Kitchen Dog’s reimagining of ‘Richard III’ with Rene Moreno reminds us that Dallas’ best stage director is still one of its most potent actors
Anticipation has got to be the sharpest two-edged sword. Ever since Kitchen Dog Theater announced last year that Rene Moreno — for the last decade Dallas’ most honored stage director — would return to the front of the footlights playing the lead in Shakespeare’s "Richard III," I have been racked with excitement and dread. What a thrill to have Moreno back onstage in one of the plum parts for any actor! … But what if he sucked?
What wasted energy that was. Nearly from his entrance, Moreno reminds the audience that talent endures. I don’t get many chillblanes in the theater (I wish I got more), but I felt a tingle up my spine three times watching Moreno: his two duels of wits with Lady Anne (Christina Vela) and Queen Elizabeth (Tina Parker), and his sword duel with Richmond (David Goodwin). In the first two, there’s a voyeuristic joy in listening in on such intense, private conversations. In the last, it’s the mastery of a fight that is scarily well-matched. What more can you ask?
The production, adapted and directed by Ian Leson, works in a way it wouldn’t have without Moreno in the lead. Leson has changed Richard’s disability from his famed hunchback to paralysis, and Moreno, who has used a wheelchair for more than 15 years, brings real pathos and authenticity to that.
In this modernized telling, everyone at court, including the aged king, can dance to the hip-hop strains of Kris Kross’ "Jump" and can scale stairs, leaving Richard odd man out — and bitter about it.
But Richard is a schemer, and while his anger boils inside him, he never reveals it to anyone else. Shakespeare is full of characters pretending to be other people (from cross-dressers to actual actors), but none make performance the art that Richard does. That he can convince everyone around him of his sincerity seems believable because Moreno so completely convinces us. And you know what they say about sincerity: Once you can fake that…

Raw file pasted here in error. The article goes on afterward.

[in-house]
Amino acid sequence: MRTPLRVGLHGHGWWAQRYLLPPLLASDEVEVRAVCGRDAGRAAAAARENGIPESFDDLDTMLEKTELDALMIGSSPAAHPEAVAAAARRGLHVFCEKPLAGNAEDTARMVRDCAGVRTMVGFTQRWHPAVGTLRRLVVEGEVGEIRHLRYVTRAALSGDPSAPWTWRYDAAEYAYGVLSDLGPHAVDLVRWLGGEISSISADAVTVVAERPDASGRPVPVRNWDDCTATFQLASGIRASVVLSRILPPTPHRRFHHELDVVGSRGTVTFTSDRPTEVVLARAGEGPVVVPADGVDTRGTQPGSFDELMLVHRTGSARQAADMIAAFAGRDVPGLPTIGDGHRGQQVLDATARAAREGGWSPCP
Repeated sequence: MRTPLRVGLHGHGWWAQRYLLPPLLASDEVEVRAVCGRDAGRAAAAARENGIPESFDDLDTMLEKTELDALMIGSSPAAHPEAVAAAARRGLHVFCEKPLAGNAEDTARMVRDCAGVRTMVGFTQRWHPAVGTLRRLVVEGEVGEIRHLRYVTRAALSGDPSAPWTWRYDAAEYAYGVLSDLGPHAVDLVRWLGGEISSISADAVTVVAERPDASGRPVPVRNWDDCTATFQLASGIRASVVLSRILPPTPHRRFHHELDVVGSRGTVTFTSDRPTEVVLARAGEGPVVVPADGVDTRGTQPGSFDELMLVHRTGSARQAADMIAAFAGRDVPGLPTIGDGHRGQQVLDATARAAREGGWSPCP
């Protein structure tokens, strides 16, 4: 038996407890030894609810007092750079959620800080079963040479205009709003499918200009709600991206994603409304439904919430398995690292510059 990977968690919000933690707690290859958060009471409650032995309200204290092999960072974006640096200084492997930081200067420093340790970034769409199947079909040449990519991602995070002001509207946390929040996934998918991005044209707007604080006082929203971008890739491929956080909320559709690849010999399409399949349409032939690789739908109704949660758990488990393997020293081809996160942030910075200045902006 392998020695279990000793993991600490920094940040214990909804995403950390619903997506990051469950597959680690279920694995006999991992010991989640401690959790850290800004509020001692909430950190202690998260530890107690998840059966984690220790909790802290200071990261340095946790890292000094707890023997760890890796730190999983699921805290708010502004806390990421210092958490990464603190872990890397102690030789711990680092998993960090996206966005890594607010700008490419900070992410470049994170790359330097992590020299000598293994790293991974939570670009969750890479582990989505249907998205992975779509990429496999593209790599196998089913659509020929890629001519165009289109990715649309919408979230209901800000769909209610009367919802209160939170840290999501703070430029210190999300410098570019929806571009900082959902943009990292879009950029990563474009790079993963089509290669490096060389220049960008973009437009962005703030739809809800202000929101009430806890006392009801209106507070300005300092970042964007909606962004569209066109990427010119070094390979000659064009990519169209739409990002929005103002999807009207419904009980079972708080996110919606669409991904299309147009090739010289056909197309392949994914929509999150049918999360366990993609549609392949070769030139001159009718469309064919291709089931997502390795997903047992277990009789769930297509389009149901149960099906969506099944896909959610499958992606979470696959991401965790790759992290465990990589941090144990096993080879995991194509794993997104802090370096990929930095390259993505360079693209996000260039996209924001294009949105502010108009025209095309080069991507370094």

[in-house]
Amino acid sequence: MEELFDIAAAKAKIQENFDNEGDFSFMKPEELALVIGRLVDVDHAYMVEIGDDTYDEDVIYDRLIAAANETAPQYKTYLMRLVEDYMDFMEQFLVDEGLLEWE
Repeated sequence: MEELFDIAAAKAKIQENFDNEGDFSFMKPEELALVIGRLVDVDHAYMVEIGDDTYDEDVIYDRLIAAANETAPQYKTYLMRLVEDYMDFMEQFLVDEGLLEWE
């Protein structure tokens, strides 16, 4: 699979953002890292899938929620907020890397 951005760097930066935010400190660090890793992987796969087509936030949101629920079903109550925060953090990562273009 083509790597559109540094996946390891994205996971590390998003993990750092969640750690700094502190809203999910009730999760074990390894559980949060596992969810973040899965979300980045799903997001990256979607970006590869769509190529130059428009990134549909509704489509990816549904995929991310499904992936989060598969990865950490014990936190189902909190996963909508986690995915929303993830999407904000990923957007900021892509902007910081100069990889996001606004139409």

That’s all good news. The bad news is that the play— trimmed by a third, with nearly 20 characters parsed among eight actors — is sometimes choppy and disjointed. If you haven’t read "Richard III" since high school, a good brushing up might clarify things when Vela reappears as Queen Margaret moments after leaving the stage as Lady Anne. The updates don’t all make sense either. (Cell phones and knife fights? Richard seems like the Uzi type.)
Other changes work better. Turning Buckingham (Cameron Cobb, full of funny affectations) into a modern political handler — Karl Rove to Richard’s W — makes the coup d’etat Richard orchestrates eerily resonant of the 2000 Florida count. And thankfully, Leson and Moreno squeeze every drop of comedy from the material. You’ll laugh more than you imagine.
Parker stands out among the solid supporting cast, but this is really Moreno’s show. His Richard, despite being in a wheelchair, is as lithe and predatory as a cat, only pouncing when it’ll do the most damage. "Richard III: Hell on Wheels." Now that’s an update of the Bard everyone can get behind.
The MAC, 3120 McKinney Ave. Through May 3. Thursdaysâ€“Saturdays, select Wednesdays at 8 p.m., select Sunday matinees at 2 p.m. $27â€“$32. 214-953-1055.
This article appeared in the Dallas Voice print edition April 11, 2008.